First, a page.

So it is up to others, outside the government, to learn about Islam on their own. It should not lead to despair, but to a salutary clearing of the air. Israel will exist as long as its military retains the ability to deter the enemy. That enemy wishes to eliminate the state of Israel. Some wish to do it, think it can best be done, by military means. Others think it will take different tactics, toward the same end, and that for now military means would not work. They prefer the slow chip-chipping away, by means of whatever reasonable-sounding furrowed-brow peace-processing can be offered. The Muslim Arab side always counts on the understandable clouding of Israeli minds that the very word, and the fata-morgana prospect, of “peace” always brings about.
The position of Israel does not worsen if its people, and its government, begin to study and to understand the texts, tenets, attitudes, and atmospherics of Islam. Israel is not harmed if those who presume to protect and instruct the people of Israel actually learn a great deal about what Islam inculcates, and how many Muslims receive what they are taught, and the full extent of the Total Belief-System of Islam. Israel is not harmed if the people and government of that permanently beleaguered state learn about the 1350-year history of Islamic conquest.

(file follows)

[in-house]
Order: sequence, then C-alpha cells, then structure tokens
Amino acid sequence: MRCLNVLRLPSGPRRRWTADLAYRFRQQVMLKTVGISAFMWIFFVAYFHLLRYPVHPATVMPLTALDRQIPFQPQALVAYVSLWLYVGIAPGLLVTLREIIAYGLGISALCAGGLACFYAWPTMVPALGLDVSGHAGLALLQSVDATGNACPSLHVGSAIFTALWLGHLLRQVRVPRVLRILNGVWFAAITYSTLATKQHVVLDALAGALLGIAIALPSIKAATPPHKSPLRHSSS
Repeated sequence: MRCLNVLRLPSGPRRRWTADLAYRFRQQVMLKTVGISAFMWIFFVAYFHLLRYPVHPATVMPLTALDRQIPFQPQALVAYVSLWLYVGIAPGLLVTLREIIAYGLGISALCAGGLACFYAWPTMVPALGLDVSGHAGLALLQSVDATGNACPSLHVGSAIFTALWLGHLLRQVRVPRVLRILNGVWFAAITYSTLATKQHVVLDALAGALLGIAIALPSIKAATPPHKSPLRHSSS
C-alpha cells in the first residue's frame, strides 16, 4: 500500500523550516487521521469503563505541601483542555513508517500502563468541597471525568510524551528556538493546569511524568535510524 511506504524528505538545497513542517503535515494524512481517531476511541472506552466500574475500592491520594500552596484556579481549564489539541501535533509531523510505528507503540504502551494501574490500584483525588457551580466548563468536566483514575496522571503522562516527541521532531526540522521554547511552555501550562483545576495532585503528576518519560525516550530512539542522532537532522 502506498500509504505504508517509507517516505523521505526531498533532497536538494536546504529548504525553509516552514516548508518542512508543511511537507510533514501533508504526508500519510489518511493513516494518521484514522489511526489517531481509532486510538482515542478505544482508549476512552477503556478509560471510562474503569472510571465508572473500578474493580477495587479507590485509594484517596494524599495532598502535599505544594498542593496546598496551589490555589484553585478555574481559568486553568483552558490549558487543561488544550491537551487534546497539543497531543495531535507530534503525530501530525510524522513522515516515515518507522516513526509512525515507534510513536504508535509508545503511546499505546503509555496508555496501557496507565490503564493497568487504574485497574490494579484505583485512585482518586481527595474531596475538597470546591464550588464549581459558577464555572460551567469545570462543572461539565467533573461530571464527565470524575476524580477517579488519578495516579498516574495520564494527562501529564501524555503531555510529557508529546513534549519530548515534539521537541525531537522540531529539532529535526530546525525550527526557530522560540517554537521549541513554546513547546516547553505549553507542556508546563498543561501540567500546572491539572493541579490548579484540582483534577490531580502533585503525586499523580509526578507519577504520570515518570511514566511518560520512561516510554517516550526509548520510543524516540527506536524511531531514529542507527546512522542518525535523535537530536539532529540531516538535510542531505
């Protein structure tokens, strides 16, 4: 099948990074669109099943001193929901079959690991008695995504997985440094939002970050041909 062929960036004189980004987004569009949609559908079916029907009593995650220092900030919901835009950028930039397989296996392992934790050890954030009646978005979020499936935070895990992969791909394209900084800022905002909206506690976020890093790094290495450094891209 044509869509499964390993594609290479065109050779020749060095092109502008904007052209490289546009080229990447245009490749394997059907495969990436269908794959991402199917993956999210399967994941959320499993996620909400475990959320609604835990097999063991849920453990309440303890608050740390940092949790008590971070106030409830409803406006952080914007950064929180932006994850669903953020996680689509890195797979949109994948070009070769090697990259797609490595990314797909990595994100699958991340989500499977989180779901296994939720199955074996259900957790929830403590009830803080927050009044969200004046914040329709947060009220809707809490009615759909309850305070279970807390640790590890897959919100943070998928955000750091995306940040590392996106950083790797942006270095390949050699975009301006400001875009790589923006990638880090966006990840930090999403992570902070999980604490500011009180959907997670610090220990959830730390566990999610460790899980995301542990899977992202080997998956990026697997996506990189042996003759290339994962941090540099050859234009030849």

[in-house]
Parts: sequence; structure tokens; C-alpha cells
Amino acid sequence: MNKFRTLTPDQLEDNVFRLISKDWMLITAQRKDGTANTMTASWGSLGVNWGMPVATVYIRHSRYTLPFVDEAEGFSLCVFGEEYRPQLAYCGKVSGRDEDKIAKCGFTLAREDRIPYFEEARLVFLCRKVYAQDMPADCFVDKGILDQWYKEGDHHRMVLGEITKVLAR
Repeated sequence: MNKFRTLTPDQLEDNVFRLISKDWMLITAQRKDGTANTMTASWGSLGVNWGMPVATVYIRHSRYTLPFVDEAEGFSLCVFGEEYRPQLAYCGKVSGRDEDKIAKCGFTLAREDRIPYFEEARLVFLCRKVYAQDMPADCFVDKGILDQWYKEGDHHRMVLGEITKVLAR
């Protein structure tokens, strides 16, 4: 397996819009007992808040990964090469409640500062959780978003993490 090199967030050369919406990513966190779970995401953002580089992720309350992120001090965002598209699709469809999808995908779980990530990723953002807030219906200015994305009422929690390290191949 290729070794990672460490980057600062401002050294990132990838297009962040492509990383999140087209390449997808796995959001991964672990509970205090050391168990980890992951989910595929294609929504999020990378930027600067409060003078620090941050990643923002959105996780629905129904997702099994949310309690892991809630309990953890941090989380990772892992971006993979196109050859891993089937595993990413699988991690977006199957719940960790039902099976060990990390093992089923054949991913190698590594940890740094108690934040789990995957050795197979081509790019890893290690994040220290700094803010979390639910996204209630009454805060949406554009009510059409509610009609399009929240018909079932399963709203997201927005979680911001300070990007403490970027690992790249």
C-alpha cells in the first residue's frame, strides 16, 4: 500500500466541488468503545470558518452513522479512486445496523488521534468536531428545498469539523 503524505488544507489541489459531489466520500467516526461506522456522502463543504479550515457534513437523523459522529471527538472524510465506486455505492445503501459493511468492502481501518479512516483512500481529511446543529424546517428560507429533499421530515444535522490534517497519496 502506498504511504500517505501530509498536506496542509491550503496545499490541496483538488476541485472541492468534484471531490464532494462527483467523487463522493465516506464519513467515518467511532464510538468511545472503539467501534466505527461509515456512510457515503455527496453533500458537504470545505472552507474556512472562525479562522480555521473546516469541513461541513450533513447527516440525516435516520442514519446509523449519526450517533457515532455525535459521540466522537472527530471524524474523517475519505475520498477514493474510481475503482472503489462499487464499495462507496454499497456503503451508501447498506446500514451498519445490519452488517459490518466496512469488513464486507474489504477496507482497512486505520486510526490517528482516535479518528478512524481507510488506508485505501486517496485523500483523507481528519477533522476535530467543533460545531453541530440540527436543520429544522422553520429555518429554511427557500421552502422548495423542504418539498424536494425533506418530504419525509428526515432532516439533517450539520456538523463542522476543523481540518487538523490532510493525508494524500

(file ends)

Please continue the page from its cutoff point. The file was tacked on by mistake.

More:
It is only thus that realism — overcoming the steady Fool-of-Chelm hum, whether from a Simple Simon, or a political leader attempting to buy a little temporary popularity so that investigators lay off him (Olmert) or his son (Sharon) — will become the basis of Israel’s policy. And then will come the necessary embrace of Deterrence, not of further surrenders of Israeli assets and rights — legal, historic and moral — to bits of land that long ago should have been annexed (round about late June 1967 would have been just right). The annexation should have been accompanied by a detailed State Paper explaining those legal, moral, and historic rights, and why, given the doctrines of Islam, no faith could be put in treaties, or for that matter in that idiotically, and therefore aptly, named, deceitful undertaking known as “the Peace Process.”
And whatever objections might have been raised, again and again and again, Israeli leaders should refer to Islamic doctrine, refer to the Treaty of Al-Hudaibiyya, and by dint of such repetition, demand from howling Muslims that they explain what the Islamic view of things is, that they explain where Majid Khadduri, or Antoine Fattal, or Arthur Jeffery, or Samuel Zwemer, or Henri Lammens, had things wrong. Yes, give them a chance to explain what Islam teaches, and keep the discussion right on that subject — forever.